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Analysis of Metropolitan Highway Capacity and the growth in vehicle miles of travel


A number of recent studies have examined the hypothesis of induced travel in an attempt to quantify the phenomenon (Hansen & Huang 1997; Noland, forthcoming). No study has yet attempted to adjust for potential simultaneity bias in the results. This study addresses this issue by the use of an instrumental variable (two stage least squares) approach. Metropolitan level data compiled by the Texas Transportation Institute for their annual congestion report is used in the analysis and urbanized land area is used as an instrument for lane miles of capacity. While this is not an ideal instrument, results still suggest a strong causal relationship but probably that most previous work has had an upward bias in the coefficient estimates. The effect of lane mile additions on VMT growth is forecast and found to account for about 15% of annual VMT growth with substantial variation between metropolitan areas. This effect appears to be closely correlated with percent growth in lane miles, suggesting that rapidly growing areas can attribute a greater share of their VMT growth to growth in lane miles.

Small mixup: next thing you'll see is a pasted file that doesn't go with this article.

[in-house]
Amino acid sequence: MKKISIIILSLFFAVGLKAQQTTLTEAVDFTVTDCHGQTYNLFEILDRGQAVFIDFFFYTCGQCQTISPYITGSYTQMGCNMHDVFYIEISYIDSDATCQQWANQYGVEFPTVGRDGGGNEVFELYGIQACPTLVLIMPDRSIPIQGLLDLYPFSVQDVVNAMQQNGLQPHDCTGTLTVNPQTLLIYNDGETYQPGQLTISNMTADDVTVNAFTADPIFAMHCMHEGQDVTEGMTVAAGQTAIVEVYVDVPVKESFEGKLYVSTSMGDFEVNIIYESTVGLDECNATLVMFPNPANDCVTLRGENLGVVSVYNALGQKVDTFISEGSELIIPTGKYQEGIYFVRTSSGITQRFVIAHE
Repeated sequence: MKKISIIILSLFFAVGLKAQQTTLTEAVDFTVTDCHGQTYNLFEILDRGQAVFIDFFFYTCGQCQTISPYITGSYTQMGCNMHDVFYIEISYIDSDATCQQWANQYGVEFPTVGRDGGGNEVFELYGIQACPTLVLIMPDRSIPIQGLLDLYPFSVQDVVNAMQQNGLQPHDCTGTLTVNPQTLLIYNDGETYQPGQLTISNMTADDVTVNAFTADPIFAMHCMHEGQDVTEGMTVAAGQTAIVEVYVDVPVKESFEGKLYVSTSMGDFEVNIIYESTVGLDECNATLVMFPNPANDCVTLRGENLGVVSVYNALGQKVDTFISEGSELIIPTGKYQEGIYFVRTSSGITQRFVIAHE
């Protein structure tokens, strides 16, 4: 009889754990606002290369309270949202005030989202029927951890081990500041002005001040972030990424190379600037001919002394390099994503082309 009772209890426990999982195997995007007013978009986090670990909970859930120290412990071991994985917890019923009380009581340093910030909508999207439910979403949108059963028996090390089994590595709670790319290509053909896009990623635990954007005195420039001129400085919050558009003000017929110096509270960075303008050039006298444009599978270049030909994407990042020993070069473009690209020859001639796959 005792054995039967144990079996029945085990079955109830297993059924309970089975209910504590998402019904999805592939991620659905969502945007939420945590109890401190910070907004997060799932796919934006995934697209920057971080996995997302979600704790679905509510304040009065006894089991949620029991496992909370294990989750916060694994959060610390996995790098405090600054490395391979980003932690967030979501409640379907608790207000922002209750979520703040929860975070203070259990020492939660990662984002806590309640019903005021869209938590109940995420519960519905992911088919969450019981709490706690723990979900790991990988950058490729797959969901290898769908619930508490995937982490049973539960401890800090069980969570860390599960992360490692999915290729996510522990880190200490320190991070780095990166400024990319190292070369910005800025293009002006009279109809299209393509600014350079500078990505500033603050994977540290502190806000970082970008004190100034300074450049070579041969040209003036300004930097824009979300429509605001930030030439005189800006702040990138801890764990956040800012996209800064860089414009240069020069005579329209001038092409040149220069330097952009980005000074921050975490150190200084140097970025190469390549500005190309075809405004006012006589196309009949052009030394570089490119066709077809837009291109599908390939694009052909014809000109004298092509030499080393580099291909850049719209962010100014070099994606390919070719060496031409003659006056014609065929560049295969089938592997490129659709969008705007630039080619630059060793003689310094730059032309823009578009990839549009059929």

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Noland, R.B., Cowart, W.A. Analysis of Metropolitan Highway Capacity and the growth in vehicle miles of travel. Transportation 27, 363–390 (2000).

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  • highway capacity
  • induced travel
  • modelling
  • transportation demand
  • transportation policy